October is Breast Cancer Awareness Month, and while we know that it’s a terrible disease that claims too many people, how much do we know about the world’s most common form of cancer? We did our homework (with the help of the National Breast Cancer Association, Center for Disease Control and Prevention, and the World Heath Organization) to bring you Breast Cancer 101.
Breast cancer is the second-most prevalent cancer in Indonesia, making up 23 percent of all cases. One in eight women are at risk, and the disease has a 14 percent mortality rate. Breast cancer comes second to cervical cancer, which is in line with the World Health Organization’s finding that many low- and middle-income countries have the double burden of cervical and breast cancers. The good news is less women are succumbing to breast cancer thanks to early detection and better and more effective treatments. If you would like to help women in Indonesia battle breast cancer, Yayasan Kesehatan Payudara Jakarta is doing good things when it comes to awareness and support.
Know your cancer
There are three types:
Benign: safe, noncancerous and nonaggressive, doctors usually leave it alone.
Malignant: cancerous and aggressive, doctors will perform a biopsy to determine the severity and course of action.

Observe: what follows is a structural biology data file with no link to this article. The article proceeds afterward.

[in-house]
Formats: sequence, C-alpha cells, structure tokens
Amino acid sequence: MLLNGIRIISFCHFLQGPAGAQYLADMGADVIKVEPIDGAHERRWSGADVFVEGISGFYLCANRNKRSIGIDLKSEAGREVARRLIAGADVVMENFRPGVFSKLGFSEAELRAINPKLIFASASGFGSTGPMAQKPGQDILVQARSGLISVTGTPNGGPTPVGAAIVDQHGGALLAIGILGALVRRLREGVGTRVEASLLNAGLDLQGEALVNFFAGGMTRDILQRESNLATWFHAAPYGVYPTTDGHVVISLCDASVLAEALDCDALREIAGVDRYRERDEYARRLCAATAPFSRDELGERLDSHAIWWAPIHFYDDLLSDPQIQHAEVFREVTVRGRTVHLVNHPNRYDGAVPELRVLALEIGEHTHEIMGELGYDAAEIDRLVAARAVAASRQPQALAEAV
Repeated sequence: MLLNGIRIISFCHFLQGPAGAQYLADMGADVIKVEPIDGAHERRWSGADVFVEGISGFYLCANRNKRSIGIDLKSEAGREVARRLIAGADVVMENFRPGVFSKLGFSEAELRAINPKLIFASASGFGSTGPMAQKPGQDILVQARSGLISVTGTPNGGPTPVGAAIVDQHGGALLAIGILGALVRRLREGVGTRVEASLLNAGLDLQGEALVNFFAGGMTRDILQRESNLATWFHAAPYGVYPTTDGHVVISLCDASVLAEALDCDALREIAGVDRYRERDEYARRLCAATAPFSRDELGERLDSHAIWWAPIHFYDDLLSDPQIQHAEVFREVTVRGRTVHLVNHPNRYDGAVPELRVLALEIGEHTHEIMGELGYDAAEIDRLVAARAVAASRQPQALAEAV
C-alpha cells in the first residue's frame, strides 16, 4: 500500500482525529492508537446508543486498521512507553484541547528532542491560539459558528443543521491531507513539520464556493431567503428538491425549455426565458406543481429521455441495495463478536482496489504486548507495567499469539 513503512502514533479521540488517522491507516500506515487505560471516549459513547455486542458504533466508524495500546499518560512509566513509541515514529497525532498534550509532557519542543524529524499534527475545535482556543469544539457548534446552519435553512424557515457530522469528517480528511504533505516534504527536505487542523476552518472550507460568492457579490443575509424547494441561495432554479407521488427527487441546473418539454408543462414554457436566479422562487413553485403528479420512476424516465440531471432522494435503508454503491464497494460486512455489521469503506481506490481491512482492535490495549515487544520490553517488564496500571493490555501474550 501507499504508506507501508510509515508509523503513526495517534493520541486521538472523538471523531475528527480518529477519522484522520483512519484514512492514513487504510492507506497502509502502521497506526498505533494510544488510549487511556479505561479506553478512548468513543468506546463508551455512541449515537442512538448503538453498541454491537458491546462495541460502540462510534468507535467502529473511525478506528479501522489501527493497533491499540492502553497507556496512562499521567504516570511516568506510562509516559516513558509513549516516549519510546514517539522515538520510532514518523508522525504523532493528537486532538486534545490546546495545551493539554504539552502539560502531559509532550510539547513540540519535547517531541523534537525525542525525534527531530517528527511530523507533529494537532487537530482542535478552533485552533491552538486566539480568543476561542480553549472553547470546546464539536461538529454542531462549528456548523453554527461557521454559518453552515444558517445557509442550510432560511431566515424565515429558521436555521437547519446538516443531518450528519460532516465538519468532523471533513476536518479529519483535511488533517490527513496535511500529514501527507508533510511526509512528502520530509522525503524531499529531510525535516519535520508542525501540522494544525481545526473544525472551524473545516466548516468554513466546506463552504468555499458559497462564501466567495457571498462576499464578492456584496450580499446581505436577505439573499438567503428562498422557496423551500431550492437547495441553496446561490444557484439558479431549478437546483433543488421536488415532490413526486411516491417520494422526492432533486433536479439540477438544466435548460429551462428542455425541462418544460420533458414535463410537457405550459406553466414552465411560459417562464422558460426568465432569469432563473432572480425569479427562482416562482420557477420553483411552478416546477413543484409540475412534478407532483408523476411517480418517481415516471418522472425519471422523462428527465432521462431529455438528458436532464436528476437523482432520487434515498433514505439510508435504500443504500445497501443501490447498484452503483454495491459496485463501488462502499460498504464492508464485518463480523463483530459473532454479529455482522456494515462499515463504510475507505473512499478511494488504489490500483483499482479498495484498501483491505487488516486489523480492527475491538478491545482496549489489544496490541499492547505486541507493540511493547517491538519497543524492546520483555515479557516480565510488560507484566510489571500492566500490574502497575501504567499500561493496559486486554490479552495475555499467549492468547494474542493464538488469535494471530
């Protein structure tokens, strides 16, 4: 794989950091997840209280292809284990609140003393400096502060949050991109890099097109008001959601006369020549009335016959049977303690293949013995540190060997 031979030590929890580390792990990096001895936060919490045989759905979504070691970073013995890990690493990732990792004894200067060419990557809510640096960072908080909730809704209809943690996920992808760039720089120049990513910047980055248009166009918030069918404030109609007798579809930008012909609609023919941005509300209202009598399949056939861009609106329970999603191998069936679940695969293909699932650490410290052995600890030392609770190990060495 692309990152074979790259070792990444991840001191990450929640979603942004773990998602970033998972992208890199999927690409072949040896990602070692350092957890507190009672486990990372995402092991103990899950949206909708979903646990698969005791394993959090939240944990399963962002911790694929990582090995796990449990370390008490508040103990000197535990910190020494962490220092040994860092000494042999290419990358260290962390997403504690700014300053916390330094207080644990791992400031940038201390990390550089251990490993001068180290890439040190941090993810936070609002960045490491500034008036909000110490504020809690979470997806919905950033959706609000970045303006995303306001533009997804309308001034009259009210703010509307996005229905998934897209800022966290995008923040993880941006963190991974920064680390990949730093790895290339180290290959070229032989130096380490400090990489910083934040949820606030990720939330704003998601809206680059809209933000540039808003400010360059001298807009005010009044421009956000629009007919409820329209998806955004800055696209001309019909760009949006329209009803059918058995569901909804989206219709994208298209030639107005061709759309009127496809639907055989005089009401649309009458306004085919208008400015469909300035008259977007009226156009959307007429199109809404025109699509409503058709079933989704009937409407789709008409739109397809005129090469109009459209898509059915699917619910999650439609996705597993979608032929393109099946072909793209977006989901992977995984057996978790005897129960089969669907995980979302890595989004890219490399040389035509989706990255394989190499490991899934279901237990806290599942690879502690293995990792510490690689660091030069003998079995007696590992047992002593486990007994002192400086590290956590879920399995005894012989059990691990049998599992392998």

Metastatic: the cancer has spread to other parts of the body.
There are some factors we can’t change including family history, our DNA, age, race, and personal health history. But there are a number of other factors that we can control like diet, lack of exercise, and alcohol consumption.
Look for changes in how the breast and nipple feels or looks. When it comes to touch, symptoms include nipple tenderness, lumps or thickening of the breast or underarm area, and change in skin texture or pores. As for appearance, be on the look out for unexplained recent changes in the size or shape of the breast and unexplained swelling. Even if you aren’t displaying any symptoms, your doctor can check for cancer physically or with imaging tests, so make sure to get this covered at your next physical check-up (You are getting physical check-ups, aren’t you?)
Make sure you routinely do self-checks, here is a handy-dandy guide on how to do it.